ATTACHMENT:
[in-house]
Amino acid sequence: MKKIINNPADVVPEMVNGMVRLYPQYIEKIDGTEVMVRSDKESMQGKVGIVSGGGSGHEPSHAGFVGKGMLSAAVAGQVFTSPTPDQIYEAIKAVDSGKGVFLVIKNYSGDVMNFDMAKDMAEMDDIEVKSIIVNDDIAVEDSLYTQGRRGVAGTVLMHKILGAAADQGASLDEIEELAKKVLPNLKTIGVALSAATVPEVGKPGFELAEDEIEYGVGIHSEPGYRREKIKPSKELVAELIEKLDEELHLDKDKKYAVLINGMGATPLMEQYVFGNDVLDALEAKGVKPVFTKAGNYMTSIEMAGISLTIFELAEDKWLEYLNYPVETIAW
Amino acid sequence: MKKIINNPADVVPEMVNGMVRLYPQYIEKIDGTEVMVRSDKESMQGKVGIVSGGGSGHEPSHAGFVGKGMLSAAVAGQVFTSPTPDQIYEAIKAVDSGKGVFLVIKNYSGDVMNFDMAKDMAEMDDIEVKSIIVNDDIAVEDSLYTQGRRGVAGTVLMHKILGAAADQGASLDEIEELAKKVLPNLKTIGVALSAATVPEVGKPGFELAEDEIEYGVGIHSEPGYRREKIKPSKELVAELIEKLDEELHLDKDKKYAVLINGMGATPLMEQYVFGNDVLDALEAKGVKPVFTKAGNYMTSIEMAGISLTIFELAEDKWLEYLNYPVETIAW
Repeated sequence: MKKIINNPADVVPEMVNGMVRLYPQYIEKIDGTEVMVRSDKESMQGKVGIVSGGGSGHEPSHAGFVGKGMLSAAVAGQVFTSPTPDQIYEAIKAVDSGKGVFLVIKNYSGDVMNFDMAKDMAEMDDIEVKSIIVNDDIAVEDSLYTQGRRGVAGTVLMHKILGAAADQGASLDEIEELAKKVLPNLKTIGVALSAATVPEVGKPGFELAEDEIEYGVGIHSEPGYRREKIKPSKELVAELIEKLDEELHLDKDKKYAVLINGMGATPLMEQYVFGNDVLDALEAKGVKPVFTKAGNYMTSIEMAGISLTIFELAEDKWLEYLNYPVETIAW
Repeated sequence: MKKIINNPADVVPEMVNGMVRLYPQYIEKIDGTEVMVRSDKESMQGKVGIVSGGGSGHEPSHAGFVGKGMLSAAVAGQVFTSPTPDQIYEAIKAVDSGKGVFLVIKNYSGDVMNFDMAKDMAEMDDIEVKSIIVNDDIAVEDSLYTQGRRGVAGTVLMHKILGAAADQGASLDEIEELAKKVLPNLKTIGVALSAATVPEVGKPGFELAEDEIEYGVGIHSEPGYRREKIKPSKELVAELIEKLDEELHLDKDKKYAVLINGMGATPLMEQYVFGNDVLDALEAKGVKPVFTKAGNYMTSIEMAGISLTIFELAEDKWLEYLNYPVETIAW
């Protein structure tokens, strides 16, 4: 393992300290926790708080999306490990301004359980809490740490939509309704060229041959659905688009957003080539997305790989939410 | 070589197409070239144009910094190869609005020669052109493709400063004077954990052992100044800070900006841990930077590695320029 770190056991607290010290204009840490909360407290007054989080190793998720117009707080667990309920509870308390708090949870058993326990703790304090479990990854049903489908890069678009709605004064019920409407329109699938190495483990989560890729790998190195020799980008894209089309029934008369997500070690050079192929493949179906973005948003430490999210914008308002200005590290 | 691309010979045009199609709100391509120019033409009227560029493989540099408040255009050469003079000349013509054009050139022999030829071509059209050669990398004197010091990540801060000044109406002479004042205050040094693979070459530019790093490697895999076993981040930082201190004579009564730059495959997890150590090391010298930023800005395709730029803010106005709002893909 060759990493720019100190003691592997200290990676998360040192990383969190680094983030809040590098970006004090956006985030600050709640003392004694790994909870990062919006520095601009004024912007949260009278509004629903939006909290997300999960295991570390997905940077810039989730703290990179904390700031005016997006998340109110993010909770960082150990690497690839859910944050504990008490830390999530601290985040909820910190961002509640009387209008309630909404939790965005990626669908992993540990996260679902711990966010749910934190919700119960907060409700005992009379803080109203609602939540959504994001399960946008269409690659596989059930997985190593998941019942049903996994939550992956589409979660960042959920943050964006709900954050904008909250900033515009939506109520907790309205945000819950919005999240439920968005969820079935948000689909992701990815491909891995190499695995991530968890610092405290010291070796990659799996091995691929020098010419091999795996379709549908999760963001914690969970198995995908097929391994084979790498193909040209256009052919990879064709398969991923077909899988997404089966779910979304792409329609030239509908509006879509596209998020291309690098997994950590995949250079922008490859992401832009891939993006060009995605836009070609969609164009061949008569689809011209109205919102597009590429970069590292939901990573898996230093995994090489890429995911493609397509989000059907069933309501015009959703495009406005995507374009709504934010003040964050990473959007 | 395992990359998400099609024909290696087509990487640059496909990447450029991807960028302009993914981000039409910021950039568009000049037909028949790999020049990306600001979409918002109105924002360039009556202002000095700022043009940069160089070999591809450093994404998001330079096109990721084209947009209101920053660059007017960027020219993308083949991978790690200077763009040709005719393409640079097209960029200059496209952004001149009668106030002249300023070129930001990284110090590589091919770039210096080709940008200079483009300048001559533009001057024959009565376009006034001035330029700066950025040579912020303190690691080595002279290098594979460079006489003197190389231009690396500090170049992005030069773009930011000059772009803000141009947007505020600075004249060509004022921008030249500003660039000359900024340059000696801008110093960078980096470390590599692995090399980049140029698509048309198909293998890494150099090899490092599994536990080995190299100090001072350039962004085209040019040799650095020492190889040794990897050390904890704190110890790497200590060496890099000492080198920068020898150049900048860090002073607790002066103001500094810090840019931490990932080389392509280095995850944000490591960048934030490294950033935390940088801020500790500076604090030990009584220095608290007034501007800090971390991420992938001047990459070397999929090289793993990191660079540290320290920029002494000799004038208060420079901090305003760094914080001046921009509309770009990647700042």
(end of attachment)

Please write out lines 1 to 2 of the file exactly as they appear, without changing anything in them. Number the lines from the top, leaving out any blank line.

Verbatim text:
[in-house]
Amino acid sequence: MKKIINNPADVVPEMVNGMVRLYPQYIEKIDGTEVMVRSDKESMQGKVGIVSGGGSGHEPSHAGFVGKGMLSAAVAGQVFTSPTPDQIYEAIKAVDSGKGVFLVIKNYSGDVMNFDMAKDMAEMDDIEVKSIIVNDDIAVEDSLYTQGRRGVAGTVLMHKILGAAADQGASLDEIEELAKKVLPNLKTIGVALSAATVPEVGKPGFELAEDEIEYGVGIHSEPGYRREKIKPSKELVAELIEKLDEELHLDKDKKYAVLINGMGATPLMEQYVFGNDVLDALEAKGVKPVFTKAGNYMTSIEMAGISLTIFELAEDKWLEYLNYPVETIAW